Hoaxers and hucksters, obsessives, fake scientists, doomed explorers, pathetic inventors, liars, a make-believe whale, and two goats : these are the creatures of Ethan Murrow’s worlds.
Here are the mises en scene : waterside exploration with undefined, antiquated scientific equipment ; Victorian American aviation inventors with personalized jet packs ; early twentieth century marine biologists with fake meters and projectors ; and barefoot miners hawking dust, holding umbrellas, and leashed to women on tricycles.
The gestalt of Murrow’s work, hidden in the fakery and malfunction of his subjects, is a truth about America. An honesty so veracious it can only be carried by the fictional accounts documented in Murrow’s videos and drawings.
Murrow is the grandson of pioneer broadcast journalist Edward R. Murrow and though the man passed away nearly a decade before his grandson’s birth, Edward’s life hangs over Ethan the way notoriety often lingers over its descendents. Ethan says he finds himself « weirdly curious ; attracted and confused all at once » by his grandfather. And like many children or grandchildren of successful, famous people, a tension exists between being one’s own person and living up to the family name ; between trading on the accomplishments of one’s forefathers or forging one’s own path. Along with this tension, Ethan inherited his grandfather’s inquisitiveness about America ans a strong need to tell the truth.
The truth Murrow is attempting to share with us is buried in the collective of fictions that make up his work. As the viewer, he must become one of his intrepid explorers to find it. Here are some tools.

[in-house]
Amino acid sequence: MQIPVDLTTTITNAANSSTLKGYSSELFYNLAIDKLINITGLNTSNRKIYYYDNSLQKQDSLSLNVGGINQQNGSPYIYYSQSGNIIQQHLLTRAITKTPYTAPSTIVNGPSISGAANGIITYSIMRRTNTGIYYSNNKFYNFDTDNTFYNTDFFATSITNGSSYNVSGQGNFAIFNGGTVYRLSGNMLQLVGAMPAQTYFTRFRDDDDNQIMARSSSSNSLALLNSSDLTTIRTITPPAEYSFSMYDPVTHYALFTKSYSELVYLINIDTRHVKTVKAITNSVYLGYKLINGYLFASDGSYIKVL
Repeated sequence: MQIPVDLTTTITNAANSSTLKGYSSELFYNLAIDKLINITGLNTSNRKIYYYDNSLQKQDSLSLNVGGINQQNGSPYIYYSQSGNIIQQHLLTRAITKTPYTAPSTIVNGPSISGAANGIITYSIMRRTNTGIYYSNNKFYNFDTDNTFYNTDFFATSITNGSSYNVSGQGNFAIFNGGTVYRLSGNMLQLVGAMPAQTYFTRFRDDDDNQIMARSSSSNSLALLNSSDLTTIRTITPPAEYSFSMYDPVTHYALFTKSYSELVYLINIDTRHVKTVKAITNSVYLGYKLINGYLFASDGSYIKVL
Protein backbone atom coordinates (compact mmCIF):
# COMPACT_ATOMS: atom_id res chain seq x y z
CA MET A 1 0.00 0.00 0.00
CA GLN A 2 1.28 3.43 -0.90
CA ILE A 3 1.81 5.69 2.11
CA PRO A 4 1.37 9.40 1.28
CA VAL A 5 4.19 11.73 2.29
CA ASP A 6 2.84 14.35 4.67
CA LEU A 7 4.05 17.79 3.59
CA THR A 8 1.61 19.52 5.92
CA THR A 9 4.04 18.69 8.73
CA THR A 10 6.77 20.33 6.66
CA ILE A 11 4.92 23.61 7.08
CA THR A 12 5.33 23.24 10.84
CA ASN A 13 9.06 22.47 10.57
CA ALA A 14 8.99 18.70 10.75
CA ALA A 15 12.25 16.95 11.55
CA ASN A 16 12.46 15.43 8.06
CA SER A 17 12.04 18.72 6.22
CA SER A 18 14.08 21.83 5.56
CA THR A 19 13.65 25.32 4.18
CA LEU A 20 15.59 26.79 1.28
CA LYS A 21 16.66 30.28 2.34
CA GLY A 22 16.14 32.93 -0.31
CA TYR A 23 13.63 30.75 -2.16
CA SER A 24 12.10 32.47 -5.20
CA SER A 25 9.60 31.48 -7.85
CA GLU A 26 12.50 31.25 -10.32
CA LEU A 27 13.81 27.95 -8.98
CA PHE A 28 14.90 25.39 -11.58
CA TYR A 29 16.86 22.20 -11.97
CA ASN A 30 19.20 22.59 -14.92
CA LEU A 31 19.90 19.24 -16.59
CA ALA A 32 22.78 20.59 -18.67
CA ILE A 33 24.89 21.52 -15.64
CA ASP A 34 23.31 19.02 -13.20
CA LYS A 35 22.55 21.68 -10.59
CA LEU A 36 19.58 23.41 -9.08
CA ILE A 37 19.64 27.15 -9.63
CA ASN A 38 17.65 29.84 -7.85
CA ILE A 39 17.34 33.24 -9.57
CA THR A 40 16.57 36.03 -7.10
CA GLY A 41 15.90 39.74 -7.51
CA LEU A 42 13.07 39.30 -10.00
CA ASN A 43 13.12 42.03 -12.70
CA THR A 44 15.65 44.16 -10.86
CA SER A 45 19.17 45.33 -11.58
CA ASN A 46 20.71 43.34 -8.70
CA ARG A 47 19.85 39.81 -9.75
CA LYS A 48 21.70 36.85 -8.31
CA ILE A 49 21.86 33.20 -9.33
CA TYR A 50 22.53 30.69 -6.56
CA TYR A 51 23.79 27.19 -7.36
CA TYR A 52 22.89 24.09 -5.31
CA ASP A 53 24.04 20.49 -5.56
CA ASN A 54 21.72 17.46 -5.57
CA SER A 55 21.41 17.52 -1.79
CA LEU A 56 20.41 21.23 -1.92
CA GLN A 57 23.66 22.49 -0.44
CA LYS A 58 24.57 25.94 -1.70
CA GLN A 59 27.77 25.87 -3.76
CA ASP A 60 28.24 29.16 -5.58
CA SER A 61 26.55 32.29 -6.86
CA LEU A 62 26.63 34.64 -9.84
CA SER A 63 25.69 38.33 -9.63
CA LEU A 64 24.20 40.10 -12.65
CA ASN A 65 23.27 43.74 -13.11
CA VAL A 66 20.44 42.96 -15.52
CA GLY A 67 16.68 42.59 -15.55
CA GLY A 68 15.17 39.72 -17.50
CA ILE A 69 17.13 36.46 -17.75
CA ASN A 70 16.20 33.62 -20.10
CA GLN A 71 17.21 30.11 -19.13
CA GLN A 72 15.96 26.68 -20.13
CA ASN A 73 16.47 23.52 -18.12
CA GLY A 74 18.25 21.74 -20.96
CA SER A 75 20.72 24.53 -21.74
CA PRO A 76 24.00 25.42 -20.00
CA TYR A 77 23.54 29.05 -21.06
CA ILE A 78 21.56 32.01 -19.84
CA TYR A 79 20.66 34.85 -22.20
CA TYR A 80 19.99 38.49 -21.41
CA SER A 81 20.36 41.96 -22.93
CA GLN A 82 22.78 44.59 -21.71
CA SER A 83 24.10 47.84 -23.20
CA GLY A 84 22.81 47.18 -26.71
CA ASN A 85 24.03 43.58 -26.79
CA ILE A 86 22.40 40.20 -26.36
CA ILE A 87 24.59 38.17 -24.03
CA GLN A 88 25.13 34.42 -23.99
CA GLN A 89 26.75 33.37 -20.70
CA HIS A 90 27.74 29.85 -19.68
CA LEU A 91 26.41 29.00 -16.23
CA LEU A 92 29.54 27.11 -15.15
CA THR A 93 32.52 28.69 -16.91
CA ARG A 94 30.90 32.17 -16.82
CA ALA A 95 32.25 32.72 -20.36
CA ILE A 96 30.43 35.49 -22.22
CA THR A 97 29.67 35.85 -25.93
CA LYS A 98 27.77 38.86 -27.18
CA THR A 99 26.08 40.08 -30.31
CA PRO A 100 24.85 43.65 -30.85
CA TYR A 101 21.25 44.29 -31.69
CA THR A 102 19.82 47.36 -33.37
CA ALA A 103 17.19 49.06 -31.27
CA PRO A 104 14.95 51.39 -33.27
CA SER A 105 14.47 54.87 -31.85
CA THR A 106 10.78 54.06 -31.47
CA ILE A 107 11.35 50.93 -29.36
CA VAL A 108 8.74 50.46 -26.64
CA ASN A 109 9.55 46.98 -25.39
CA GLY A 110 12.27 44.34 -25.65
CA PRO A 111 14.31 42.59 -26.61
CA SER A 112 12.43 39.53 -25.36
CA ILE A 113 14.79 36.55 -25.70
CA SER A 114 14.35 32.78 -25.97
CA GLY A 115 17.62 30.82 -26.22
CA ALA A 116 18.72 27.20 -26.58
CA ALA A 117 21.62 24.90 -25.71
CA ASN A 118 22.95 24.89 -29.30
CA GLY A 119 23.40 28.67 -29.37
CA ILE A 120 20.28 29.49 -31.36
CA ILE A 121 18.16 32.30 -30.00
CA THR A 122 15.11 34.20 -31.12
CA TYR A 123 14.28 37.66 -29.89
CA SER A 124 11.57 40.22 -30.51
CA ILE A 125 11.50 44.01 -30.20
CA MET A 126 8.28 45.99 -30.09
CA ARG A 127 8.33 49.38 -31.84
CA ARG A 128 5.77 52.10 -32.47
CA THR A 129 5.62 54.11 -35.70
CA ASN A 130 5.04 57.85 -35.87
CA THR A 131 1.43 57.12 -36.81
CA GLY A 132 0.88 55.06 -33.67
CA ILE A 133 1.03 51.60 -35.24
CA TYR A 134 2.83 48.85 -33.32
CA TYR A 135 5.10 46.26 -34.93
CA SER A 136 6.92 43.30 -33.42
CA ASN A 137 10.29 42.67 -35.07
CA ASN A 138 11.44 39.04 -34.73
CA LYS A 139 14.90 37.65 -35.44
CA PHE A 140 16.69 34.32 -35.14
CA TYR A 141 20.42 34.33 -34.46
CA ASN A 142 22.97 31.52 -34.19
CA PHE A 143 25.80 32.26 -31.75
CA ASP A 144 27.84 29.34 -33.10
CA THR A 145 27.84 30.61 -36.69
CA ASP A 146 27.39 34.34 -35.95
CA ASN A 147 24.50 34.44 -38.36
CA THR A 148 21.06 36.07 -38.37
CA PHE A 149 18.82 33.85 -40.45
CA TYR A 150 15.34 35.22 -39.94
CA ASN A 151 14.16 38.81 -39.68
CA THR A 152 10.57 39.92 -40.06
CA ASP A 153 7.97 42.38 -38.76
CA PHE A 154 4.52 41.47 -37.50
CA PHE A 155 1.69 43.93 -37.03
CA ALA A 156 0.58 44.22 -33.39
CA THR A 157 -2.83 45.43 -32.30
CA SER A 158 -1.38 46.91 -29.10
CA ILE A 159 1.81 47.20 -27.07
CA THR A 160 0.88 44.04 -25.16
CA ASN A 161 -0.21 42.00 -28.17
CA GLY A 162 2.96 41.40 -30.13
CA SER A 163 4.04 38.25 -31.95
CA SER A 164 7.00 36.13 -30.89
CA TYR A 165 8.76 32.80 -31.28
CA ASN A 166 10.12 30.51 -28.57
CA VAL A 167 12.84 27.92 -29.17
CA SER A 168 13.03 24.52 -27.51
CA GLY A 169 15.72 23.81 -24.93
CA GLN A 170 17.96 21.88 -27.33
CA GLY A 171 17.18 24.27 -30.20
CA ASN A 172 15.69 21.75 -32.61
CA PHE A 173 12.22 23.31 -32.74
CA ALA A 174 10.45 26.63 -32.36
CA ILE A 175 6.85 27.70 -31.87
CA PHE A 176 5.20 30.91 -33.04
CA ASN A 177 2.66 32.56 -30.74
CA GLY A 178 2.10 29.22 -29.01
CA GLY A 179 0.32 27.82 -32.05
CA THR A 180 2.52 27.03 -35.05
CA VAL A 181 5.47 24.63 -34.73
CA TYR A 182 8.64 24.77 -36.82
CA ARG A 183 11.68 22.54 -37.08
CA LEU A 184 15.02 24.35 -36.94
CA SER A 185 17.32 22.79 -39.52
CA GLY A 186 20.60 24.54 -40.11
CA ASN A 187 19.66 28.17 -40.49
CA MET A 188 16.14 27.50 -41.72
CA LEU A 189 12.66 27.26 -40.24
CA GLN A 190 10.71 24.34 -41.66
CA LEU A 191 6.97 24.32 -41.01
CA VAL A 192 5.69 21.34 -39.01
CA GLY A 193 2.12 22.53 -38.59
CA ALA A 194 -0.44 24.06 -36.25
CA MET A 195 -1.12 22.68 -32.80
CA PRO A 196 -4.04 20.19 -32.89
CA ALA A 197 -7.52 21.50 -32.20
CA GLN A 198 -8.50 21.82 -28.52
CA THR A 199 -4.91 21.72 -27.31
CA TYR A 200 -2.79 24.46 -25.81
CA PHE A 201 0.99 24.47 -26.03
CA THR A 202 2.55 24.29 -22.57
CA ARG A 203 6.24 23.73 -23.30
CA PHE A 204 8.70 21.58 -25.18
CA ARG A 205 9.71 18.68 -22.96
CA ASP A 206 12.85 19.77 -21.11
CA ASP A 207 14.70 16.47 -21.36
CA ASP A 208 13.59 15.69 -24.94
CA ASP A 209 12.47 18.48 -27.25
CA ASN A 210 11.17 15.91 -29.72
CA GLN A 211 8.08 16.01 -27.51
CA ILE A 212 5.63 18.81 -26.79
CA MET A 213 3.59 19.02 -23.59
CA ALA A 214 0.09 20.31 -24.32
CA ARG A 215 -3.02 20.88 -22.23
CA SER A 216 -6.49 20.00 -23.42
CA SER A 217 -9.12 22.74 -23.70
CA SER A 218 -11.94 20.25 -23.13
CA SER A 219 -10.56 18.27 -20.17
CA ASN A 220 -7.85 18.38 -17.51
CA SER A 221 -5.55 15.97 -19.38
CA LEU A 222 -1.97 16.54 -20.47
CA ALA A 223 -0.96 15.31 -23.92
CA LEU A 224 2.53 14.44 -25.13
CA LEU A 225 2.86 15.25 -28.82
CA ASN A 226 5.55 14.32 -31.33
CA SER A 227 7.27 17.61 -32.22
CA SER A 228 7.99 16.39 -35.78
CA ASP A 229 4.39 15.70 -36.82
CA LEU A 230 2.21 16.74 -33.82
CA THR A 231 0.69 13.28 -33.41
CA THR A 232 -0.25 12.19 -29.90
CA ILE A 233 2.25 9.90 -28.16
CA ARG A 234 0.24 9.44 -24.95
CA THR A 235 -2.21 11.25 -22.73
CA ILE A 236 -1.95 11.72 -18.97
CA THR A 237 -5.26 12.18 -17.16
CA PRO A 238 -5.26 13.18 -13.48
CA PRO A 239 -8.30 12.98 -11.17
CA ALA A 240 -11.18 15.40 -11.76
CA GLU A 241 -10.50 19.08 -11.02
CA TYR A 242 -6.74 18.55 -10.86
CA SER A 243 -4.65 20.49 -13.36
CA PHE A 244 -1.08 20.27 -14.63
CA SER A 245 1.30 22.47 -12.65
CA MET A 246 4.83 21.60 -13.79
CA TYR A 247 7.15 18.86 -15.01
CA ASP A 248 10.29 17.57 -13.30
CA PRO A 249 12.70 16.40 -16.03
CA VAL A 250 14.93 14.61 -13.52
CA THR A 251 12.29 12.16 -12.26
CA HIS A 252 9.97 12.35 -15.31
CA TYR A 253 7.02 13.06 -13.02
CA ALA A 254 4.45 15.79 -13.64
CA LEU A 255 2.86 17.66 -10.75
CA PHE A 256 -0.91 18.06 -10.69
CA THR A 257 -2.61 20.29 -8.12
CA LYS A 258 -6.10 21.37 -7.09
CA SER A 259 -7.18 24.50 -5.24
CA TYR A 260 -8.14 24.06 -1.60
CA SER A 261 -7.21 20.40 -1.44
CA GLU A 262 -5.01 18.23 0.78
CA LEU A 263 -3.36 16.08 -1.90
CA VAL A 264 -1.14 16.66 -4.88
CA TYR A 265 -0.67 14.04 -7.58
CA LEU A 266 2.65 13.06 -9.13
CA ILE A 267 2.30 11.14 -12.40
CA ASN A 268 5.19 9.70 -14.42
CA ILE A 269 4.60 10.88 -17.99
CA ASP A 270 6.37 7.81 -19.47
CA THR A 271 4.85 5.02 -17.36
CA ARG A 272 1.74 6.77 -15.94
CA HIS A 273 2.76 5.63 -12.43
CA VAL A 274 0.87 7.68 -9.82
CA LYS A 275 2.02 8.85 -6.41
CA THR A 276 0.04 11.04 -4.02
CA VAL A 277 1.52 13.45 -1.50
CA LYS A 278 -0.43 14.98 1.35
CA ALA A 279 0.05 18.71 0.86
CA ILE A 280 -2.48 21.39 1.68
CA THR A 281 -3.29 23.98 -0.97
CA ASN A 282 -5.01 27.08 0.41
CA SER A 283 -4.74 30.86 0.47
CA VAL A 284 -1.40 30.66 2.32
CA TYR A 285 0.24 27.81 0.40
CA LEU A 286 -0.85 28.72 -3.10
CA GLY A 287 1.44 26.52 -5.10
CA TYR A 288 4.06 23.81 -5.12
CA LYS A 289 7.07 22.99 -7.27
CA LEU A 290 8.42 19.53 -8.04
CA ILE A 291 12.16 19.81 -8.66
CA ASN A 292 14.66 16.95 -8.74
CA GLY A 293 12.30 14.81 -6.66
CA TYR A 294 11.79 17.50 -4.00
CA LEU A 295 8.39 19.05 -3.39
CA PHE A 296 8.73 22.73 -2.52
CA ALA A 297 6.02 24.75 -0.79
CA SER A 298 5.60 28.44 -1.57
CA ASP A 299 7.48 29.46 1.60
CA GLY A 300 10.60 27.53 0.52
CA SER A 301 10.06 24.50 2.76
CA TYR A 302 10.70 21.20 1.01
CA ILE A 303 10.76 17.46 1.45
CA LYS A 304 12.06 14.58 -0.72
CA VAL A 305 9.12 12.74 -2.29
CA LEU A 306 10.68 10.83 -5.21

The drawings are, for a part, based on photographs and stills from his video and performance work. They are photorealist : Not recreations of the events, rather the renderings of images of the events in graphite. The drawing retains the flattening effect of photography, an effect that highlights, certain details : the sheen on the gauge, the man’s veiny hands, or the wrinkly texture of the currency.
Murrow’s subjects come from a fascination with American mythology and that part of our national identity where we are pioneers, explorers, and inventors. From 1951 to 1955, Edward R. Murrow hosted a five-minute radio program called This I Believe. During the program, guests made commentary about their personal philosophies. It was the rawest form of journalism. It was simple and democratic. Edward wanted to report the truth about what people thought. The truth Ethan is feeding us may be hard to swallow : We believe in glory as defined by fame not deeds. We believe in success as marked by riches not accomplishment. We will believe in anything if it dressed up in science until it is exposed by the media.